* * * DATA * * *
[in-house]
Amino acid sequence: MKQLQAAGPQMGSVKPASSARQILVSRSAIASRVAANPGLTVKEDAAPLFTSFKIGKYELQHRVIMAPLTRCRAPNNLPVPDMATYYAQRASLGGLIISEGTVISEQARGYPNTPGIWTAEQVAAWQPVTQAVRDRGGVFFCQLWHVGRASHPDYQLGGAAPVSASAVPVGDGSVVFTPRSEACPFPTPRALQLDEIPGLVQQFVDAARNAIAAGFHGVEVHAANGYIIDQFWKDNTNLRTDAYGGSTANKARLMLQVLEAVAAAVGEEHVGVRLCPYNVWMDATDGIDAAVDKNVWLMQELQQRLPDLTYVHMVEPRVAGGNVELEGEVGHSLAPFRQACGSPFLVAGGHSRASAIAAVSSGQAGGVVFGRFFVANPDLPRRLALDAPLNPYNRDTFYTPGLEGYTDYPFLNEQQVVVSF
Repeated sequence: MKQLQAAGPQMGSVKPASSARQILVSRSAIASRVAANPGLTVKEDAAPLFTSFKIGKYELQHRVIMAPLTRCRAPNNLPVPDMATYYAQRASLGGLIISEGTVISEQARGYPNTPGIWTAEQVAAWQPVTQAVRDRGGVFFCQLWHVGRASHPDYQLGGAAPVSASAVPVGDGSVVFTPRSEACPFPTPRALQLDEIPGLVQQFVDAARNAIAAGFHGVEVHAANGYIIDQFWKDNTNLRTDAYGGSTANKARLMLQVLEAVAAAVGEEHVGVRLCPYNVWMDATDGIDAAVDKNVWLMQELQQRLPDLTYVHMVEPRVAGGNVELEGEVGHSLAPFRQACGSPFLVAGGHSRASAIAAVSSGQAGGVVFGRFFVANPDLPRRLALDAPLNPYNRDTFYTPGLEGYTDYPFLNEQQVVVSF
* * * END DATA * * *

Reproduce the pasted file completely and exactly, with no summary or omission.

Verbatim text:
[in-house]
Amino acid sequence: MKQLQAAGPQMGSVKPASSARQILVSRSAIASRVAANPGLTVKEDAAPLFTSFKIGKYELQHRVIMAPLTRCRAPNNLPVPDMATYYAQRASLGGLIISEGTVISEQARGYPNTPGIWTAEQVAAWQPVTQAVRDRGGVFFCQLWHVGRASHPDYQLGGAAPVSASAVPVGDGSVVFTPRSEACPFPTPRALQLDEIPGLVQQFVDAARNAIAAGFHGVEVHAANGYIIDQFWKDNTNLRTDAYGGSTANKARLMLQVLEAVAAAVGEEHVGVRLCPYNVWMDATDGIDAAVDKNVWLMQELQQRLPDLTYVHMVEPRVAGGNVELEGEVGHSLAPFRQACGSPFLVAGGHSRASAIAAVSSGQAGGVVFGRFFVANPDLPRRLALDAPLNPYNRDTFYTPGLEGYTDYPFLNEQQVVVSF
Repeated sequence: MKQLQAAGPQMGSVKPASSARQILVSRSAIASRVAANPGLTVKEDAAPLFTSFKIGKYELQHRVIMAPLTRCRAPNNLPVPDMATYYAQRASLGGLIISEGTVISEQARGYPNTPGIWTAEQVAAWQPVTQAVRDRGGVFFCQLWHVGRASHPDYQLGGAAPVSASAVPVGDGSVVFTPRSEACPFPTPRALQLDEIPGLVQQFVDAARNAIAAGFHGVEVHAANGYIIDQFWKDNTNLRTDAYGGSTANKARLMLQVLEAVAAAVGEEHVGVRLCPYNVWMDATDGIDAAVDKNVWLMQELQQRLPDLTYVHMVEPRVAGGNVELEGEVGHSLAPFRQACGSPFLVAGGHSRASAIAAVSSGQAGGVVFGRFFVANPDLPRRLALDAPLNPYNRDTFYTPGLEGYTDYPFLNEQQVVVSF